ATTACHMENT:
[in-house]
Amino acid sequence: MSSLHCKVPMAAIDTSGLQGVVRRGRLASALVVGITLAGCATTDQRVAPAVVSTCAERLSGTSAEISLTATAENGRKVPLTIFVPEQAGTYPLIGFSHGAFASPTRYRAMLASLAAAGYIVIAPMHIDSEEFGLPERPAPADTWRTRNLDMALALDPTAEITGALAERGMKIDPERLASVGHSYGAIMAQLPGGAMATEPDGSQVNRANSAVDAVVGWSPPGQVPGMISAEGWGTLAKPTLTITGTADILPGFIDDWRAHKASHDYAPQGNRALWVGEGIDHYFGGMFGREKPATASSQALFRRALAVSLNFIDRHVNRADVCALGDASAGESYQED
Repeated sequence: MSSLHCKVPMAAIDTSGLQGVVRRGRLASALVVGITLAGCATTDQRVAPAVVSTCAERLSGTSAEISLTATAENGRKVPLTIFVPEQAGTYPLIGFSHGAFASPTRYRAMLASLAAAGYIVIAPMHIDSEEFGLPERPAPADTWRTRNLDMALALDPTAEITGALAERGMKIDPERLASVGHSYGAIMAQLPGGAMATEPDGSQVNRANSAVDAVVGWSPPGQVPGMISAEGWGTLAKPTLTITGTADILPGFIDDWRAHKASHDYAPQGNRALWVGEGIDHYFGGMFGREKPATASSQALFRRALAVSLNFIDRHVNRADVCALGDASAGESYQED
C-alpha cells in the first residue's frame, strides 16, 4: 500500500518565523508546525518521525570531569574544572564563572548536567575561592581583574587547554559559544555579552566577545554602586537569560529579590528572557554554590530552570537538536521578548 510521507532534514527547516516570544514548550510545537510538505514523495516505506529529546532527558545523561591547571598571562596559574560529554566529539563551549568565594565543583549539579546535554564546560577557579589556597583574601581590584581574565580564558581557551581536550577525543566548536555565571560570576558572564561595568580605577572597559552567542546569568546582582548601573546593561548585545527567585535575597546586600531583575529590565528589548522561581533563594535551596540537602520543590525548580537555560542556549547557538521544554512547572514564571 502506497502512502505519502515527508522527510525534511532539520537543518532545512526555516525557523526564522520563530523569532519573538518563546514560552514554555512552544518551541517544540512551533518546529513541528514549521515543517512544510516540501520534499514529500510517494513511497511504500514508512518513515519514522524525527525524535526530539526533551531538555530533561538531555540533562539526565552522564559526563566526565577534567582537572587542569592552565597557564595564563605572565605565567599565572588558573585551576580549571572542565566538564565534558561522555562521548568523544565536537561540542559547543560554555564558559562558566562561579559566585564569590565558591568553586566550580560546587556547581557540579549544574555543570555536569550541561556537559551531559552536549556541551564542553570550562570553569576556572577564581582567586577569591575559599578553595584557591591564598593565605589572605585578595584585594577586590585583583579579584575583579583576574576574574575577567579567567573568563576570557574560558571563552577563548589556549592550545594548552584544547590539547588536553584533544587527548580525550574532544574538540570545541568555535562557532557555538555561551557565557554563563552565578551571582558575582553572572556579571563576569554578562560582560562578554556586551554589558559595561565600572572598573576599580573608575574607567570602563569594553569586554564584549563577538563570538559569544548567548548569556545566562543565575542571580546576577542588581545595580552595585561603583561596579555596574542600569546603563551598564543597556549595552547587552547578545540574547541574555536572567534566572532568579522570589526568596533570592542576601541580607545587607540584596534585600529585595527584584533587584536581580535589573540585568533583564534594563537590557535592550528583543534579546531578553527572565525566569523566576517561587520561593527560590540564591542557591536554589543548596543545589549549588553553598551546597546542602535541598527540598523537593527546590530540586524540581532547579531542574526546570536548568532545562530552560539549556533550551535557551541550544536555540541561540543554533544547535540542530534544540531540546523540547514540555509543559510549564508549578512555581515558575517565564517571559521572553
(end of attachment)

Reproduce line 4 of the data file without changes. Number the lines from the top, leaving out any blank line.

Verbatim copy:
C-alpha cells in the first residue's frame, strides 16, 4: 500500500518565523508546525518521525570531569574544572564563572548536567575561592581583574587547554559559544555579552566577545554602586537569560529579590528572557554554590530552570537538536521578548 510521507532534514527547516516570544514548550510545537510538505514523495516505506529529546532527558545523561591547571598571562596559574560529554566529539563551549568565594565543583549539579546535554564546560577557579589556597583574601581590584581574565580564558581557551581536550577525543566548536555565571560570576558572564561595568580605577572597559552567542546569568546582582548601573546593561548585545527567585535575597546586600531583575529590565528589548522561581533563594535551596540537602520543590525548580537555560542556549547557538521544554512547572514564571 502506497502512502505519502515527508522527510525534511532539520537543518532545512526555516525557523526564522520563530523569532519573538518563546514560552514554555512552544518551541517544540512551533518546529513541528514549521515543517512544510516540501520534499514529500510517494513511497511504500514508512518513515519514522524525527525524535526530539526533551531538555530533561538531555540533562539526565552522564559526563566526565577534567582537572587542569592552565597557564595564563605572565605565567599565572588558573585551576580549571572542565566538564565534558561522555562521548568523544565536537561540542559547543560554555564558559562558566562561579559566585564569590565558591568553586566550580560546587556547581557540579549544574555543570555536569550541561556537559551531559552536549556541551564542553570550562570553569576556572577564581582567586577569591575559599578553595584557591591564598593565605589572605585578595584585594577586590585583583579579584575583579583576574576574574575577567579567567573568563576570557574560558571563552577563548589556549592550545594548552584544547590539547588536553584533544587527548580525550574532544574538540570545541568555535562557532557555538555561551557565557554563563552565578551571582558575582553572572556579571563576569554578562560582560562578554556586551554589558559595561565600572572598573576599580573608575574607567570602563569594553569586554564584549563577538563570538559569544548567548548569556545566562543565575542571580546576577542588581545595580552595585561603583561596579555596574542600569546603563551598564543597556549595552547587552547578545540574547541574555536572567534566572532568579522570589526568596533570592542576601541580607545587607540584596534585600529585595527584584533587584536581580535589573540585568533583564534594563537590557535592550528583543534579546531578553527572565525566569523566576517561587520561593527560590540564591542557591536554589543548596543545589549549588553553598551546597546542602535541598527540598523537593527546590530540586524540581532547579531542574526546570536548568532545562530552560539549556533550551535557551541550544536555540541561540543554533544547535540542530534544540531540546523540547514540555509543559510549564508549578512555581515558575517565564517571559521572553